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Dealing with values dissonance


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#1 Roose Boltons Pet Leech

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Posted 23 February 2012 - 09:12 AM

I came across this article the other day:

http://www.ferretbra...les/article-839

Essentially it is one (very) long castigation of Robert E. Howard's Conan stories as being sexist and racist.

Now, there are some ugly racist overtones in Howard. H.P. Lovecraft is even worse. But I think it is quite possible to recognise these difficulties (and grit your teeth at them) while still enjoying the stories for what they are: in Howard's case, old-fashioned adventure yarns, in Lovecraft's case, tales of an uncaring and terrifying amoral universe. Shunning these old pulp authors (as the article suggests) strikes me as rather akin to the religious fundamentalists who hate Harry Potter: the mere fact that an author writing seventy years ago had a different value system from yourself is not in my opinion a really constructive way to go about things.

Therein lies the biggest problem with the article: it argues that since morality has evolved to reject the racist ugliness of the 1930s, we should somehow expect authors long dead to produce works consistent with our morality, rather than theirs. It also means that the likes of Shakespeare or Mark Twain or H. Rider Haggard are in the same boat, and must be similarly shunned.

Thoughts?

Edited by Roose Bolton's Pet Leech, 23 February 2012 - 09:12 AM.


#2 thistlepong

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Posted 23 February 2012 - 10:24 AM

I haven't finished the linked article; it turns out it's too long to complete during a quick breakfast. I'll certainly come back to it a time permits. But the premise, that perhaps lauding the pernicious is counterproductive, seems sound enough. I've had occasion recently to experience and interrogate some gravid dissonances, which in turn has sort of infiltrated my memories and illuminated others. It stands to reason that ignoring the excesses of the past only encourages dismissal of present inequities. Surely the works can be notable for their historical importance without being presented uncritically. The literate archaeology necessary to discover works that lack these negative portrayals begins with de-emphasizing those that contain them.


Actually, that reminds me of something related to archaeology and Lovecraft, which while a response to his racism is complicated in itself: trigger: racist
Spoiler


#3 Sci-2

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Posted 23 February 2012 - 10:29 AM

I think it is more recognizing and admitting these things exist, and seeing how those tropes can affect people today. The whole thing TP talks about in his subtler racism thread.

I have friends of varied backgrounds who recognize Lovecraft for being a whack job but appreciate his stories. As one friend noted, if Lovecraft wasn't so prejudiced to the point of paranoia his work wouldn't be what it was.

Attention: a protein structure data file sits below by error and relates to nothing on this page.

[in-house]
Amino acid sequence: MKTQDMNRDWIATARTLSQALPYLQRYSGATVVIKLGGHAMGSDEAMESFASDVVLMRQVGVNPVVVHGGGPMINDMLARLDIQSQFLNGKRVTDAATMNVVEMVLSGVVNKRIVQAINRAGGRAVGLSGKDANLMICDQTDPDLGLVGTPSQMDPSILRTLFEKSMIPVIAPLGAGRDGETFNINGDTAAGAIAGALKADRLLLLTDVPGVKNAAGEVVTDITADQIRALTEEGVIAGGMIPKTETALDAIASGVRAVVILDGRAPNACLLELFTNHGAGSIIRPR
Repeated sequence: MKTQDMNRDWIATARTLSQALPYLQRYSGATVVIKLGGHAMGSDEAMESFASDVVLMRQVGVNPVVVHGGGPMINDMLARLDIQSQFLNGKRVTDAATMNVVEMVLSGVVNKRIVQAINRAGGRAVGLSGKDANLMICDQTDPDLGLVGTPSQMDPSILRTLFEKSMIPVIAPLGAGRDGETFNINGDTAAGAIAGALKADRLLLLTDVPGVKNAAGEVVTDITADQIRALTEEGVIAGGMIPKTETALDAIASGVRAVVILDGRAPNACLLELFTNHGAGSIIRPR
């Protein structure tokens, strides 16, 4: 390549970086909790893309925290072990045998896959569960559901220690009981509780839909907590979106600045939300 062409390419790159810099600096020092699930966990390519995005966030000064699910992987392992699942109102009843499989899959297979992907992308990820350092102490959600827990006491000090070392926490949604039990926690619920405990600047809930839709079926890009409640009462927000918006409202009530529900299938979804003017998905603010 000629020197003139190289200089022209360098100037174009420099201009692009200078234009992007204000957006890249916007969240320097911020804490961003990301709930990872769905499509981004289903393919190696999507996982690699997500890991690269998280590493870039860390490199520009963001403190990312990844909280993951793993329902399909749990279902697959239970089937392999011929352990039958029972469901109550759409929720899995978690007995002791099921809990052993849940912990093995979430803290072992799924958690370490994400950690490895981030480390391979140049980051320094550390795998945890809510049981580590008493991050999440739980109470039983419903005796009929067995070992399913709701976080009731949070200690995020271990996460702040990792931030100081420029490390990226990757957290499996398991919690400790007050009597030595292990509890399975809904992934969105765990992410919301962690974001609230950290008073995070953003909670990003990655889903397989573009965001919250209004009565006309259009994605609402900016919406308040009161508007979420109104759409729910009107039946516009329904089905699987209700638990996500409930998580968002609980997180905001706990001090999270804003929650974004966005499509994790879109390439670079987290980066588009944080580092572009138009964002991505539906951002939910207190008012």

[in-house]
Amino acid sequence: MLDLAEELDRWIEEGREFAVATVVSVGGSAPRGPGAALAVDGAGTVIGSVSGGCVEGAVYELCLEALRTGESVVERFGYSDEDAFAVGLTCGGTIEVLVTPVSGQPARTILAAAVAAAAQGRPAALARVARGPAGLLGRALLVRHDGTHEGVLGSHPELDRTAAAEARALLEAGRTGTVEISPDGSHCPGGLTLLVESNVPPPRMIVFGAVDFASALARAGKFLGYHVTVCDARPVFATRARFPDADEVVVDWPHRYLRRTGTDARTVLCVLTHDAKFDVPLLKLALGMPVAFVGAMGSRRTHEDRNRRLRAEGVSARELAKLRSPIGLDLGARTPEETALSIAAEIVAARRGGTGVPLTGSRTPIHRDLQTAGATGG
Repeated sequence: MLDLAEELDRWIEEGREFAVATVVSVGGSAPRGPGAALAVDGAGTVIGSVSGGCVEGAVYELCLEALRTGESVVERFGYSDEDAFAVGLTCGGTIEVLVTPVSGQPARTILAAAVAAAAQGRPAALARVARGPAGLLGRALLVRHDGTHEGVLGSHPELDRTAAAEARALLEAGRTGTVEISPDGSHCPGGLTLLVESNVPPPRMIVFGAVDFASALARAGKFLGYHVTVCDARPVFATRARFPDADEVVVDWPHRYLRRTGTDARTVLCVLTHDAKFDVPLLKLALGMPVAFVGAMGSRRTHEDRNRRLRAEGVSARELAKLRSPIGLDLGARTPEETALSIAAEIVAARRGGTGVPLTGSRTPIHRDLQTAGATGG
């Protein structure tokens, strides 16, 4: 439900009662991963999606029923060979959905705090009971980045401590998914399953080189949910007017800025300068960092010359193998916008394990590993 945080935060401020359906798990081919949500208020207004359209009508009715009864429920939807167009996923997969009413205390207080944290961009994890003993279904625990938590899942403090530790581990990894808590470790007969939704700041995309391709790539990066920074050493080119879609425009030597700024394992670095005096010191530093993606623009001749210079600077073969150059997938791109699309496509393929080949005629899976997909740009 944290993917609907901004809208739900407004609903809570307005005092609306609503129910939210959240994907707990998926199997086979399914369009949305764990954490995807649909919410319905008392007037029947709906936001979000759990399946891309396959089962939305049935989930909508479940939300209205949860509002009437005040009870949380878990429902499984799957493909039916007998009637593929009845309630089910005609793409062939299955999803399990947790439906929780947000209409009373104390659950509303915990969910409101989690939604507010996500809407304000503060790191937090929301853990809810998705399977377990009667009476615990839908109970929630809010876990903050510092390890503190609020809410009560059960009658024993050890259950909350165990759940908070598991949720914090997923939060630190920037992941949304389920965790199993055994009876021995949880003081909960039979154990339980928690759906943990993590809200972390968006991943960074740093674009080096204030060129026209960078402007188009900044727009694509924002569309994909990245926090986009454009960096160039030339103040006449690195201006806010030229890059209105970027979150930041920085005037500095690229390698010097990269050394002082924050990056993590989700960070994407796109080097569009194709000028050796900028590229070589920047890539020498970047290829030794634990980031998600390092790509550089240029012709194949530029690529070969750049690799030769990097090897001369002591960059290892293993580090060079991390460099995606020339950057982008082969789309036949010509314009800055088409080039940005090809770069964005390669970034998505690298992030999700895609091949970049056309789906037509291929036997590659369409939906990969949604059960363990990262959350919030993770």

I think the annoying thing is when people defend these tropes on artistic grounds as a reason for today's lazy writing that uses tropes and stereotypes as a crutch.

#4 Mr. E

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Posted 23 February 2012 - 10:43 AM

I never have liked the idea of judging a work from a modern standpoint and condemning it for the values it upholds from its time. Fact is, we're all prisoners of our time, even if it's in minute and small ways. I have no doubt that the article writer's favorite authors will be condemned by young people thinking they are more enlightened thirty or so years from now.

I'm not saying that the values should be ignored. But why can't they be a learning opportunity? Art has many purposes, and one of them is, in fact, cultural history. Why did these people think the way they do? Why don't we think that way now? What about there works has aged, what about their works has stood the test of time? Why do we consider these viewpoints they work in wrong now? Why weren't they considered wrong then? At this point we can get into discussions of why we believe what we believe and why its worth sticking to; I think its a lot better than condemning a man who probably would be baffled by the very things the writer's accusing him of.

#5 Grack21

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Posted 23 February 2012 - 10:57 AM

I don;t have time to read that article right this moment but I've never found the Conan stories to be as overtly racist as some claim. Now, yes, there some huge OMG THATS RACIST moments, but it isn't nearly as prevalent as some people make it out to be. The sexism is another matter entirely(and gets kind of..odd..in later stories. I think people like to group all of Howard's work together under "Conan stories" sometimes why forgetting how little percentage of his work was actually Conan related.

Now some of Howard's other work. Racism Ahoy!

#6 Summer Bass

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Posted 23 February 2012 - 11:08 AM